Archive for May 13th, 2013

Miltonic Regression

John Milton’s Paradise Lost is the greatest work ever written in the English language. It might easily seem absurd, therefore, to spend time justifying its importance, especially when the question of justification is this work’s own most explicit topic, tested at the edge of impossibility, where the entire poem is drawn. Perhaps it makes more sense, preliminarily, to narrow our ambition, seeking only to justify the words of Milton to modern men, especially to those for whom modernity has become a distressing cultural problem.

In regards to what is today called the Cathedral, Milton is both disease and cure. Both simultaneously, cryptically entangled, complicated by strange collisions, opening multitudinous, obscure paths.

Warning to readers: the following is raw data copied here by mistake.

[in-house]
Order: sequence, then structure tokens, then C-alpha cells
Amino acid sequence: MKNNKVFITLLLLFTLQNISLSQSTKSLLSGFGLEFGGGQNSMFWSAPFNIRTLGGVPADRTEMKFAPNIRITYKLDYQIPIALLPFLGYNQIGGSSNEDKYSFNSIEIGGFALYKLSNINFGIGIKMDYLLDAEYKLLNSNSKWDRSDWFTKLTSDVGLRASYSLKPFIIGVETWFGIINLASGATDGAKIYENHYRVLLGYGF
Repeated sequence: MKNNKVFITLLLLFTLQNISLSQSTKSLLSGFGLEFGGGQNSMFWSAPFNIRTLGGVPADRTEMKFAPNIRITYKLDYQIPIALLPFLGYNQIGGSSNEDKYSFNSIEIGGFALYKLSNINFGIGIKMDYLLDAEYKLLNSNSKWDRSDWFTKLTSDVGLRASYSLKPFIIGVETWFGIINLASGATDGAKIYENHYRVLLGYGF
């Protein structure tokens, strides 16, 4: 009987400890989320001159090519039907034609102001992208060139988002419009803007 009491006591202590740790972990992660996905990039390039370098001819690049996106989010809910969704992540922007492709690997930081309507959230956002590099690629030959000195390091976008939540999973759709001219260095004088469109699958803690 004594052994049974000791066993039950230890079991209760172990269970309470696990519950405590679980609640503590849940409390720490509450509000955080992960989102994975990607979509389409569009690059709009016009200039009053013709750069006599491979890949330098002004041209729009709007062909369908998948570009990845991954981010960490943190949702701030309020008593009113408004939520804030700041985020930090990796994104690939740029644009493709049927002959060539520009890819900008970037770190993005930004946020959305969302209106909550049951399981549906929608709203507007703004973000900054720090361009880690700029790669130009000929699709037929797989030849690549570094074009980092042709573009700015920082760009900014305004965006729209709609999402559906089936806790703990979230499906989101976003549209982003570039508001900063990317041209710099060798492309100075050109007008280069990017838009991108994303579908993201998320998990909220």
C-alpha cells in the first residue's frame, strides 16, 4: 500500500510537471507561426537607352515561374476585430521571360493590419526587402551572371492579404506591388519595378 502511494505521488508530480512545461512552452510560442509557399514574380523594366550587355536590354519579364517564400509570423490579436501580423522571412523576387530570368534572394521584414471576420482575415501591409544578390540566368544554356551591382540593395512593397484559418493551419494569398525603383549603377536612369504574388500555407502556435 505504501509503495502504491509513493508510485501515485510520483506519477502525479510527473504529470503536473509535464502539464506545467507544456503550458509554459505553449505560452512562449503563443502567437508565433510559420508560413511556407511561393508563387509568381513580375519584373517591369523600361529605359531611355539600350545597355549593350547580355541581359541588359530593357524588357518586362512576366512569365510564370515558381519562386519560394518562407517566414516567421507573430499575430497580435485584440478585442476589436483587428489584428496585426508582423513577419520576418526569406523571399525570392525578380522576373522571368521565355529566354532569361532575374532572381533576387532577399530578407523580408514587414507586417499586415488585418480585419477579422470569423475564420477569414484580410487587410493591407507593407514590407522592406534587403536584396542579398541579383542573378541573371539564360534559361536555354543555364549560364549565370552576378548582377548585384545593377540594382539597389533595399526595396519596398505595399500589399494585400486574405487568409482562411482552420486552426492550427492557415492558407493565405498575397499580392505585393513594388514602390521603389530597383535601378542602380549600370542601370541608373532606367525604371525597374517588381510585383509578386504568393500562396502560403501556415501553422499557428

As the most articulate anglophone voice of revolutionary Puritanism, he arrives amongst Carlyleans in the mask of “the Arch-Enemy” (I:81) and “Author of Evil” (VI:262): a scourge of clerical and monarchical authority, a pamphleteer in defense of regicide and the liberalization of divorce, an Arian, and a Roundhead of truly Euclidean spheritude.

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May 13, 2013admin 146 Comments »
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